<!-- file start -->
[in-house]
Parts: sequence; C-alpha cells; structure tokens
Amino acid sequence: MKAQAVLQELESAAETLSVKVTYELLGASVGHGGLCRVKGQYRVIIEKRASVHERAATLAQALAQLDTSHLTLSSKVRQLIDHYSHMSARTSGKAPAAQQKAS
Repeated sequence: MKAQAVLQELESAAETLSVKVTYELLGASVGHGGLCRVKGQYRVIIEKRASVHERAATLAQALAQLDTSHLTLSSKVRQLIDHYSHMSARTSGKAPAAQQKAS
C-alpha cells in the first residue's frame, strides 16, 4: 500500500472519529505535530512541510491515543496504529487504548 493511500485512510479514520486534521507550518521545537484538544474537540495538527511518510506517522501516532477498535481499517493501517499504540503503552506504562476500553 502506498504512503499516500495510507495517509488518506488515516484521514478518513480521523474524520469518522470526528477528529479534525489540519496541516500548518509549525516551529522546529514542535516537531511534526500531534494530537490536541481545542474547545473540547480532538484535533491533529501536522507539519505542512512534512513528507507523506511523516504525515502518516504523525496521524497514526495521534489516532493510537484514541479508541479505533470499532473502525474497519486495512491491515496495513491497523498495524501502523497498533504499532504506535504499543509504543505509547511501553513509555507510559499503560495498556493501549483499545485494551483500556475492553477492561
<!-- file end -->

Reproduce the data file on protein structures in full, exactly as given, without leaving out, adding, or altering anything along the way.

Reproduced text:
[in-house]
Parts: sequence; C-alpha cells; structure tokens
Amino acid sequence: MKAQAVLQELESAAETLSVKVTYELLGASVGHGGLCRVKGQYRVIIEKRASVHERAATLAQALAQLDTSHLTLSSKVRQLIDHYSHMSARTSGKAPAAQQKAS
Repeated sequence: MKAQAVLQELESAAETLSVKVTYELLGASVGHGGLCRVKGQYRVIIEKRASVHERAATLAQALAQLDTSHLTLSSKVRQLIDHYSHMSARTSGKAPAAQQKAS
C-alpha cells in the first residue's frame, strides 16, 4: 500500500472519529505535530512541510491515543496504529487504548 493511500485512510479514520486534521507550518521545537484538544474537540495538527511518510506517522501516532477498535481499517493501517499504540503503552506504562476500553 502506498504512503499516500495510507495517509488518506488515516484521514478518513480521523474524520469518522470526528477528529479534525489540519496541516500548518509549525516551529522546529514542535516537531511534526500531534494530537490536541481545542474547545473540547480532538484535533491533529501536522507539519505542512512534512513528507507523506511523516504525515502518516504523525496521524497514526495521534489516532493510537484514541479508541479505533470499532473502525474497519486495512491491515496495513491497523498495524501502523497498533504499532504506535504499543509504543505509547511501553513509555507510559499503560495498556493501549483499545485494551483500556475492553477492561